Proteins start out just as strings of amino acids. But in order to be useful in the cell, they need to fold into particular geometric shapes. Over half a century ago, Christian Anfinsen and others discovered that proteins, removed from a cell and isolated in test tubes, could still fold properly into their useful shape (work for which Anfinsen and his colleagues won the 1972 Nobel Prize in chemistry). Since then biochemists have widely assumed that proteins in the cell can fold properly without needing to be inside a cell.

Unfortunately, things don’t always work out that way inside the cell. Many diseases, including Alzheimer’s, stem from proteins failing to fold properly. The cell is a crowded place, with lots of things going on at the same time. All that bustle and chemical activity can interfere with a protein’s ability to fold correctly.

HSP60, as Dr. Horvich and his colleagues eventually discovered, acts as a tiny barrel-shaped isolation chamber. A single protein enters one side of this barrel, and the barrel lid shuts for about 10 seconds, giving the protein the peace and quiet it needs to fold properly. The lid then opens, the protein drifts out, and another protein gets a chance to have its personal space.

What strikes me about this is what it says about the universality of the need to personal space, for a “time out”. Human lives are complicated. We are constantly bouncing off each other, jostling and jumbling around and interacting with other nearby humans. Sometimes, with all that activity going on, we can find ourselves bent out of shape. And then things don’t work so well.

Most of the time we get by just fine. But every once in a while, we each need to find our own little HSP60.


For some reason I recently remembered a long ago phone conversation I had once had with a friend, a few years after we had both left college. She had become a lawyer, and I had gone on to do research in computer graphics.

We were comparing our different career paths, and what they might mean. At some point she said “of course, one of us is doing something that is actually impacting the world.”

I remember thinking, upon hearing her say this, that she was being incredibly gracious by acknowledging that my work was so important. After all, unlike a trade (eg: being a lawyer) research can produce results that end up having a positive impact on the lives of millions of people.

It took me a while to realize that she had actually meant it the other way around.



Today I went to see Contagion, a movie about a run-away deadly virus, which was apparently the most popular film in the U.S. since it opened in theatres a few days ago. On an intellectual level, it seems odd that a film about something immensely tragic can be a source of entertainment. Particularly when you think about the timing of its release — a weekend of national mourning.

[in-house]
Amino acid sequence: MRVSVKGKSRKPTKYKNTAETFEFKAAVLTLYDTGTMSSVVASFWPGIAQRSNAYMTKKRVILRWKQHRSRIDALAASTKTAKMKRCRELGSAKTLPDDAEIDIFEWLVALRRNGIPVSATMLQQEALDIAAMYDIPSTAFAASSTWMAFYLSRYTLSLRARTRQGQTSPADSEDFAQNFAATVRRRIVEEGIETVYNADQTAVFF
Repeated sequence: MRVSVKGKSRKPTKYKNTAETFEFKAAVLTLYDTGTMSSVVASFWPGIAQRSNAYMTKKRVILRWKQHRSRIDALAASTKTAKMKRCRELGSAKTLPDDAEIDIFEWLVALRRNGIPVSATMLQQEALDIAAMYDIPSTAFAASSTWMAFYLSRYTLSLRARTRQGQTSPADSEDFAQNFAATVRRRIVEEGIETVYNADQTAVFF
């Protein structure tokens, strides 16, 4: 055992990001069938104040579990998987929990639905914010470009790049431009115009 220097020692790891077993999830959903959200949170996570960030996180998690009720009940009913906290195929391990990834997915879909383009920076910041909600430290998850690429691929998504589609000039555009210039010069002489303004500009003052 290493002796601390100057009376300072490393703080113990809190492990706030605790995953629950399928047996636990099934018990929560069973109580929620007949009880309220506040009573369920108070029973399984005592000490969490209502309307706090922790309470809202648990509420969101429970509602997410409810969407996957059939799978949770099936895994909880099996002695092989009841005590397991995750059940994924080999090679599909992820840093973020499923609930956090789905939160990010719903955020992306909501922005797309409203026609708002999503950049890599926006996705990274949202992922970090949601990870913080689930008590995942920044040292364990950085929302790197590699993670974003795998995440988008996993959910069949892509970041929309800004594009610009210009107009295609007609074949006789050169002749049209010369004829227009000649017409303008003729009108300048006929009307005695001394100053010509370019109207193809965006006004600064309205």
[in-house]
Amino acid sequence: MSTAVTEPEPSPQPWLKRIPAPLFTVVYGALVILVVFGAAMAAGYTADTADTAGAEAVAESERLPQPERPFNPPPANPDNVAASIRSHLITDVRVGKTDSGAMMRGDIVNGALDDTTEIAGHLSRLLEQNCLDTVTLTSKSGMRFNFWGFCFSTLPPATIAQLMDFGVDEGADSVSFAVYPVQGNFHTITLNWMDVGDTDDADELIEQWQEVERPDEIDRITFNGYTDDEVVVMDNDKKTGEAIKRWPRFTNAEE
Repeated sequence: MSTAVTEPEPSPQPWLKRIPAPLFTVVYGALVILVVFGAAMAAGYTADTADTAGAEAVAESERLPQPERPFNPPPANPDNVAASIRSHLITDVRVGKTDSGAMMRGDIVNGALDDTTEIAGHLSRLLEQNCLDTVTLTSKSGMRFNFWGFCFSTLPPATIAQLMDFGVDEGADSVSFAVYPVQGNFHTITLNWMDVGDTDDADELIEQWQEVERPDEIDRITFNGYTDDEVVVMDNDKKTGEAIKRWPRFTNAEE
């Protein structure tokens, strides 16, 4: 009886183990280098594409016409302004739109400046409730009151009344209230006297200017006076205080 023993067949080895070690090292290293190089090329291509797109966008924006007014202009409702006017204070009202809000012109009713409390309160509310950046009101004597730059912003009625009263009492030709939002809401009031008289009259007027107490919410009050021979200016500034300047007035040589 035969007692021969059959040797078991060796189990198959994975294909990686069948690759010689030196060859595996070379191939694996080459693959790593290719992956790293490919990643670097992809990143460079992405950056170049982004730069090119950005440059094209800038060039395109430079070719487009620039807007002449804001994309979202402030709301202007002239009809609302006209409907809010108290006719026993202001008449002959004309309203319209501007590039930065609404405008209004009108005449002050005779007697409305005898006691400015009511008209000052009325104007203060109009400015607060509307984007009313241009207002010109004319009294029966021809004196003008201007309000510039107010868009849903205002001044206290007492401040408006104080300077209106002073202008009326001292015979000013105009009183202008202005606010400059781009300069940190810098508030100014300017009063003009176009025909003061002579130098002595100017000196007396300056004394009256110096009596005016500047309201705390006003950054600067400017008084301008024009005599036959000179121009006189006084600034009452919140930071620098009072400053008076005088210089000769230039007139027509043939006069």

Yet it is entertaining. Steven Soderbergh really knows how to tell a story. The audience is caught up in the awful narrative, and barely has time to catch its breath before the next human drama, unexpected tragedy or nail-biting race against time.

I think the key is in the way fictional narrative is precisely opposite to reality. The problem with reality is that nothing really makes sense — things just happen, and we find ourselves desperately trying to write a narrative after the fact, in our attempt to explain the unexplainable.

Yet in a fictional narrative an author can use even the most calamitous events as a way to create the illusion of an ordered universe. A story may be filled with death and tragedy, but at the end of the story there is redemption. Not the kind of random little bits and pieces of saving grace that we are left with when real life throws things at us, but something else entirely.

In a fictional world, an author can build meaning into the very fabric of reality, into the arc of time itself. In particular, a well architected story can convey the sense that the choices we make matter, that people matter, that all of our struggles and attempts to connect have not been in vain.

Yes, there is suffering in these narratives, and sometimes great pain and loss. Yet thanks to the magic of storytelling, we walk out of the theatre having been given the one thing we crave most in life — a feeling that somehow, underneath it all, the universe makes sense.


A friend, who does not live in New York, told me today that she wanted to visit the newly opened World Trade Center Memorial (which I understand is very beautiful). She said she was surprised to discover that it is not publicly accessible.

Instead, a reservation system requires you to submit your name, address, phone number, email address, and so forth. She found this inherent compromise in civil liberties to be very sad. Her exact words: “It overlays the sadness with more sadness.”

I told her that it might be a kind of meta-memorial. The fact that you need to compromise civil liberties just to see the memorial is, in itself, an apt reminder of something precious that this country has lost in the last ten years.

Which, I suspect, was exactly her point.